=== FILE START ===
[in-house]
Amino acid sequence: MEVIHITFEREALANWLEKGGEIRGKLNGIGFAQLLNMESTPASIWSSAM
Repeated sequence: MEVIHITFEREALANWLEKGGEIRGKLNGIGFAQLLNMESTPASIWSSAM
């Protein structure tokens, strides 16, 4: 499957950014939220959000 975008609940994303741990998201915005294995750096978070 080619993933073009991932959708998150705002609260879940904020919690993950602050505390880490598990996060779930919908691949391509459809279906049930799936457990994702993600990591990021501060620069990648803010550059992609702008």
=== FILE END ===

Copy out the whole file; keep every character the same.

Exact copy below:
[in-house]
Amino acid sequence: MEVIHITFEREALANWLEKGGEIRGKLNGIGFAQLLNMESTPASIWSSAM
Repeated sequence: MEVIHITFEREALANWLEKGGEIRGKLNGIGFAQLLNMESTPASIWSSAM
């Protein structure tokens, strides 16, 4: 499957950014939220959000 975008609940994303741990998201915005294995750096978070 080619993933073009991932959708998150705002609260879940904020919690993950602050505390880490598990996060779930919908691949391509459809279906049930799936457990994702993600990591990021501060620069990648803010550059992609702008």